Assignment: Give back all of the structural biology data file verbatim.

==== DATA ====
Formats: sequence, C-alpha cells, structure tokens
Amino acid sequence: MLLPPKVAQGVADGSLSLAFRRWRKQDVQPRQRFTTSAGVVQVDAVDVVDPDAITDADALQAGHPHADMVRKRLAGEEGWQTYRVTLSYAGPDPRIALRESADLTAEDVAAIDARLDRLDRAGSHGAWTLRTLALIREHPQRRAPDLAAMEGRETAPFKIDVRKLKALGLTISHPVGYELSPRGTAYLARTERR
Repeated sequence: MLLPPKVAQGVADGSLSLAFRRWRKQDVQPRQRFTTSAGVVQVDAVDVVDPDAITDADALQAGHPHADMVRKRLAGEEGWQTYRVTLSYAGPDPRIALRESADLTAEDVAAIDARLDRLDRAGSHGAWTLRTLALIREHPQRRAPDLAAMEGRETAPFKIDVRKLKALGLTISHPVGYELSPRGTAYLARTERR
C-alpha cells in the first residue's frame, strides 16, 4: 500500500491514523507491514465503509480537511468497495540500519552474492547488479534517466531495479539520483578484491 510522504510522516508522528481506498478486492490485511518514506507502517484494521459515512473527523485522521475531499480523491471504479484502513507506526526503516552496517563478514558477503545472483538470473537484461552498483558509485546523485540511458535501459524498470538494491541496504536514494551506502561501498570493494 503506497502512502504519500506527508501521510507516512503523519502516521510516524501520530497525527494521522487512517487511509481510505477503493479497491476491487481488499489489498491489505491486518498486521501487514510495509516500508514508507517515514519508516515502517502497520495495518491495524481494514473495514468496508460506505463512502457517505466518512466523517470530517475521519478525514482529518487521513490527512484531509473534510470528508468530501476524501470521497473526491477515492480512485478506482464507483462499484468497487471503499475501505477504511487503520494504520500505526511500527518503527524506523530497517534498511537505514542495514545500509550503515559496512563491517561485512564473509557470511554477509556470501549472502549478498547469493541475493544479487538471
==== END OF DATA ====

Formats: sequence, C-alpha cells, structure tokens
Amino acid sequence: MLLPPKVAQGVADGSLSLAFRRWRKQDVQPRQRFTTSAGVVQVDAVDVVDPDAITDADALQAGHPHADMVRKRLAGEEGWQTYRVTLSYAGPDPRIALRESADLTAEDVAAIDARLDRLDRAGSHGAWTLRTLALIREHPQRRAPDLAAMEGRETAPFKIDVRKLKALGLTISHPVGYELSPRGTAYLARTERR
Repeated sequence: MLLPPKVAQGVADGSLSLAFRRWRKQDVQPRQRFTTSAGVVQVDAVDVVDPDAITDADALQAGHPHADMVRKRLAGEEGWQTYRVTLSYAGPDPRIALRESADLTAEDVAAIDARLDRLDRAGSHGAWTLRTLALIREHPQRRAPDLAAMEGRETAPFKIDVRKLKALGLTISHPVGYELSPRGTAYLARTERR
C-alpha cells in the first residue's frame, strides 16, 4: 500500500491514523507491514465503509480537511468497495540500519552474492547488479534517466531495479539520483578484491 510522504510522516508522528481506498478486492490485511518514506507502517484494521459515512473527523485522521475531499480523491471504479484502513507506526526503516552496517563478514558477503545472483538470473537484461552498483558509485546523485540511458535501459524498470538494491541496504536514494551506502561501498570493494 503506497502512502504519500506527508501521510507516512503523519502516521510516524501520530497525527494521522487512517487511509481510505477503493479497491476491487481488499489489498491489505491486518498486521501487514510495509516500508514508507517515514519508516515502517502497520495495518491495524481494514473495514468496508460506505463512502457517505466518512466523517470530517475521519478525514482529518487521513490527512484531509473534510470528508468530501476524501470521497473526491477515492480512485478506482464507483462499484468497487471503499475501505477504511487503520494504520500505526511500527518503527524506523530497517534498511537505514542495514545500509550503515559496512563491517561485512564473509557470511554477509556470501549472502549478498547469493541475493544479487538471